"I mean you look at me and I'm enjoying myself here," Megennis explained. "I'm racing, but I still have to keep up with school and do all my homework, so I'm working extremely hard and my life is non-stop. I just love it. I just embrace it. It's what I've always done."
It's fitting that Megennis, a one-of-a-kind 16-year-old homeschooled by an English father and Korean mother in New York City, has developed a passion for a sport as unique as he is. Race car driving is different, an extreme sport that tests drivers both mentally and physically.
"Mentally you have to go at such extreme speeds for so long, half-hour to an hour, you have to be able to keep focused. You have to mentally be able to cope with all the fans, all the pressure," Megennis said, adding that it's a skill he honed from his experience as a nationally ranked sabre fencer.
"Racing is [also] very unique on your body. You have weird parts of your body that need to be strong. Your neck, your shoulders, your forearms, I think my forearms are bigger than my biceps at this point. It's a very weird sport."
The uniqueness of race car driving is obvious, but there is a lot more to the sport than what meets the eye. Racing is incredibly complex, and the operation behind Megennis is enormous. Mechanics, engineers, and driving coaches work with him to keep the car in top shape and use data collected from his car's sensors to develop unique strategies and techniques. On top of strategy sessions, Megennis prepares for races by spending countless hours practicing on a complex three-screen simulator, working with a personal trainer several times a week, studying video of past races, and doing just about anything else he can.
"Racing is way more of a team effort than people think," he said. "I'm very fortunate to have such a great team, Team Pelfrey and Turo, they supported me so much and I wouldn't be here without them, to be honest."
Team Pelfrey is an American racing team established in 1998. The team scouted Robert at a young age, and now provides money, resources, and personnel to help develop him into a star driver.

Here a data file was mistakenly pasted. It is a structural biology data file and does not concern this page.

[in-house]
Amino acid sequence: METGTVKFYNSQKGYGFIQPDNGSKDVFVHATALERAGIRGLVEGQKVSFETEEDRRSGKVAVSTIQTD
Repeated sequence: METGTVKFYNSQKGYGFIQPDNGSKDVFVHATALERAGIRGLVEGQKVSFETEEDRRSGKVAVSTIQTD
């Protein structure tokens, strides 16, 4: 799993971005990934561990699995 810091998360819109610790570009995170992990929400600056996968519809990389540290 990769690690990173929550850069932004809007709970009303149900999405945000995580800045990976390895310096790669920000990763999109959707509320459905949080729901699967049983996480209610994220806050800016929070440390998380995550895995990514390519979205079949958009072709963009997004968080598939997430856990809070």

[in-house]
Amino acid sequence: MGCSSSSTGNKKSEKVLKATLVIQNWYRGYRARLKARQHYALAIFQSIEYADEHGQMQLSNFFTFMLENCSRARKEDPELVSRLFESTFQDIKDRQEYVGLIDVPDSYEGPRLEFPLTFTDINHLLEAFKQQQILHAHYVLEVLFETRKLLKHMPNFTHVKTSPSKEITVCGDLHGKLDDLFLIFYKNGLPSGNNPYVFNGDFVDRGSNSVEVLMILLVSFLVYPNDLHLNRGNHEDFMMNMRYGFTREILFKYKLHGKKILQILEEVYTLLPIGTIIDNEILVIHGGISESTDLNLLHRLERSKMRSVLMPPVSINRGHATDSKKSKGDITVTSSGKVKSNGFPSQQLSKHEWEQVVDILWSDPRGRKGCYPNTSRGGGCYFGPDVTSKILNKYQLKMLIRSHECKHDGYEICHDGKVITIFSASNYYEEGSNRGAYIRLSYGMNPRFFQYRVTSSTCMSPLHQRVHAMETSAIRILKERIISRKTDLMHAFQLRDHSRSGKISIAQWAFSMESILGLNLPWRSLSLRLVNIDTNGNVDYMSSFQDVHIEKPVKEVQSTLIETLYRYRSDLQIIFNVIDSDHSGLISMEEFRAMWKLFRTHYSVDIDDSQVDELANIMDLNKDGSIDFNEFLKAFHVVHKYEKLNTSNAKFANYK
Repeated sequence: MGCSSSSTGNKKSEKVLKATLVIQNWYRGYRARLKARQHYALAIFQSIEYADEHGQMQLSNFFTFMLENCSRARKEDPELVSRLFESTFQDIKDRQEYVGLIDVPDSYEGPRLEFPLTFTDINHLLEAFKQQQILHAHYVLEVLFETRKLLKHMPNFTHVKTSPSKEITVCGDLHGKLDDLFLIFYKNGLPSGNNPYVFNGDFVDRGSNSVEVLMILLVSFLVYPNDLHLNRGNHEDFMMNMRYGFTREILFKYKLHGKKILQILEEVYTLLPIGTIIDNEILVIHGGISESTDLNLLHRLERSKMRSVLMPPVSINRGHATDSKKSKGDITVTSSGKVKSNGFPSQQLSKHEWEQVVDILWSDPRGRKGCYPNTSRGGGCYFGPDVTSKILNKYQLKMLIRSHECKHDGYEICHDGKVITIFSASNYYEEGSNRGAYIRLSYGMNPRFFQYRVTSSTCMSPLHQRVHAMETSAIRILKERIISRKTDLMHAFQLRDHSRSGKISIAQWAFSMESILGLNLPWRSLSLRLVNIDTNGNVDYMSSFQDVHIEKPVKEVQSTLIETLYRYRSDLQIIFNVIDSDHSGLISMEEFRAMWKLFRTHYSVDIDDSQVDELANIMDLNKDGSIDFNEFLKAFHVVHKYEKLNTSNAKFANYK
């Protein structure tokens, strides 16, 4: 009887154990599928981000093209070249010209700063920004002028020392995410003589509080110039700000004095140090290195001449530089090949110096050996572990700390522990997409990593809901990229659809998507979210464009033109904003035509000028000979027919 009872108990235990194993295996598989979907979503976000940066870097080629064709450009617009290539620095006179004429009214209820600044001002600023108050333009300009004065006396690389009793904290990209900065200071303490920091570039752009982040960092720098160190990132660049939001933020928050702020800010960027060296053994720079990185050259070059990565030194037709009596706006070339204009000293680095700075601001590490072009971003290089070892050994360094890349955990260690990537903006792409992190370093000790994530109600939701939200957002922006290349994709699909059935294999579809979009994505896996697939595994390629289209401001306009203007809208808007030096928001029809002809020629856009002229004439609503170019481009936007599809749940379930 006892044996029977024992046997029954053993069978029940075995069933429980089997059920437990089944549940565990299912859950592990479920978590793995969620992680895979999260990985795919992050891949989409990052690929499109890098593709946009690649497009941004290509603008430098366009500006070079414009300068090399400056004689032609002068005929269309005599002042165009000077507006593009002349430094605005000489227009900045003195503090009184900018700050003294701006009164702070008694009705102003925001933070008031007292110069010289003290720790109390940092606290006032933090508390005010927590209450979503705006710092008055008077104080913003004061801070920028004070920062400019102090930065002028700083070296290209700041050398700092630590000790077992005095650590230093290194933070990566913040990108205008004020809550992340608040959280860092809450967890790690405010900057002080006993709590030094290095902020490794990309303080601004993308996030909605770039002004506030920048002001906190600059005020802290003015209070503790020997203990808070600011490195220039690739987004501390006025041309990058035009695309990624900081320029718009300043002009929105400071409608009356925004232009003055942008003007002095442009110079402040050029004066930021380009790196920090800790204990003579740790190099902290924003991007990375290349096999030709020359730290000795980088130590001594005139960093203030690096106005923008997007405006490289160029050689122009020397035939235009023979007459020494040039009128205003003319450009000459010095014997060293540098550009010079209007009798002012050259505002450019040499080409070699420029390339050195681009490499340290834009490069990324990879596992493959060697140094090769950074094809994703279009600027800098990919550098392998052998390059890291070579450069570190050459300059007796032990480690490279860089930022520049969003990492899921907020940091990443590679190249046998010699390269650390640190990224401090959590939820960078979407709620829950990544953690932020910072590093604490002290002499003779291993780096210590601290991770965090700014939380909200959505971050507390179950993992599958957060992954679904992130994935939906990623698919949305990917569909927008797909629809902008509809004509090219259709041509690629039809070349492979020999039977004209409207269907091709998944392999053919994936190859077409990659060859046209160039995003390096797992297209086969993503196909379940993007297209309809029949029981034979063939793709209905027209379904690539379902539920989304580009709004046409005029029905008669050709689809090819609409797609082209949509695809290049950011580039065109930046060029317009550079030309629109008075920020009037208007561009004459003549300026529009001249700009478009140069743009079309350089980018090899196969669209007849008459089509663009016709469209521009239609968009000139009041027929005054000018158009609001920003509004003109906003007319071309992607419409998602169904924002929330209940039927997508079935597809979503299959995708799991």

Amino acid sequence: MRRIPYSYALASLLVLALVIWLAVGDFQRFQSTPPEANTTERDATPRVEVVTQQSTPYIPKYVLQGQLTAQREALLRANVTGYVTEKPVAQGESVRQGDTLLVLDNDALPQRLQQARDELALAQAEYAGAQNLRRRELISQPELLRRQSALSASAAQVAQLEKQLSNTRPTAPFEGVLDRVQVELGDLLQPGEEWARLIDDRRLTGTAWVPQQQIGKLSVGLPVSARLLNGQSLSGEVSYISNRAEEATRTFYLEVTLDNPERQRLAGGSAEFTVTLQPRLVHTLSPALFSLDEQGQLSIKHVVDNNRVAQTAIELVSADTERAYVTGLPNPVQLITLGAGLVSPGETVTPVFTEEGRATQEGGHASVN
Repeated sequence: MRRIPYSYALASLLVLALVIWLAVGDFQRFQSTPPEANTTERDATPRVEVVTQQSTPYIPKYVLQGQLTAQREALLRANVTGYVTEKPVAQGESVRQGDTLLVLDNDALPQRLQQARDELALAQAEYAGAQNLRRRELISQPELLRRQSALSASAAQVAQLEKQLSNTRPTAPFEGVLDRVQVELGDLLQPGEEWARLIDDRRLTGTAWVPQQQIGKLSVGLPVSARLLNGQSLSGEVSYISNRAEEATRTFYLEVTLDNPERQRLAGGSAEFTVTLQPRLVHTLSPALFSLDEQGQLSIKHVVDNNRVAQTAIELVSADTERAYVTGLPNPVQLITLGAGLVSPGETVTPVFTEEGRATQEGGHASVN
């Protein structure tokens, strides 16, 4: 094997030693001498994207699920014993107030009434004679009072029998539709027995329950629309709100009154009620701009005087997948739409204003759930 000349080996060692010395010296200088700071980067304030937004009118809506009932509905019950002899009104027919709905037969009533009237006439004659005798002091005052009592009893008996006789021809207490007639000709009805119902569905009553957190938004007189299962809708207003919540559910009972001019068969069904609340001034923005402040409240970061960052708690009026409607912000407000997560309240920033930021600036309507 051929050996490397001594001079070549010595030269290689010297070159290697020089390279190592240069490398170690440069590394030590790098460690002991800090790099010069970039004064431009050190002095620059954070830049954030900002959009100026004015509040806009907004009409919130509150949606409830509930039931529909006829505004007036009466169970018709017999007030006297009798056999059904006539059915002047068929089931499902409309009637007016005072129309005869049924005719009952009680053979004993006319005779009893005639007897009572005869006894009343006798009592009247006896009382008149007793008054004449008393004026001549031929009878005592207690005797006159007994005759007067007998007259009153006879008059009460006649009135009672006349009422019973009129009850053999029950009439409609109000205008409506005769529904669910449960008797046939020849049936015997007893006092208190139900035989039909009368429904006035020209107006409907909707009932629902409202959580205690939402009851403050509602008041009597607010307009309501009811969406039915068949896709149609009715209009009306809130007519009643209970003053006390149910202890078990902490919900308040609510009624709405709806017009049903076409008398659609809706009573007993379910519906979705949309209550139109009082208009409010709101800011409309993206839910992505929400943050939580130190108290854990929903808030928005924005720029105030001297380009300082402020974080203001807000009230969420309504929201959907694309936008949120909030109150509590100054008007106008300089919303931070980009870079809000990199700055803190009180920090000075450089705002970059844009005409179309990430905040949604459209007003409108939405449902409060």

Turo, meanwhile, is a peer-to-peer carsharing marketplace and Megennis' major sponsor. The 2009 startup saw potential in Megennis' racing abilities and admired his character, noting that he's fun and adventurous, and that his personality embodied everything Turo is about, pushing them to take a chance on him as their one and only sponsorship.
"I think investing in a young driver was something really important to us," said Cedric Mathieu, director of Turo. "It was a way to show people we are ready to make bets, as a startup you have to do that every day, and this was a way for us to put our money where our mouth is. So far Robert has been a winning bet."
Toronto's race was Megennis' second street course ever, and as a very technical and difficult track, he had low expectations for the weekend. After an engine failure in qualification forced him into a poor 18th starting position, he surpassed all expectations, passing 12 drivers en route to an impressive fifth-place finish.
His goal for the season is to win the Rookie of the Year, which he currently leads by 74 points, and to finish top five in the championship, where he currently ranks seventh. Although it would be no easy feat for the youngest driver in the competition to finish in the top five, he's used to surpassing people's expectations.
His ultimate goal, however, is to one day be a professional Formula 1 or IndyCar driver.
"Unless I get some weird personal injury and I physically can't do it, I don't think I'm ever going to stop racing," he said. "Even if I don't make the F1 or IndyCar dream, I'll drive sports cars, I'll drive go-karts, I'll drive whatever I'm given.
"It's just such a rush. It has become my life."
While Megennis might appear to be an average 16-year-old sitting amongst his family playing the newest Pokémon game to hit the market, he's far from it. Former F1 driver Derek Daly put it best when he ran into Megennis in Toronto, "You are a Legend," he said.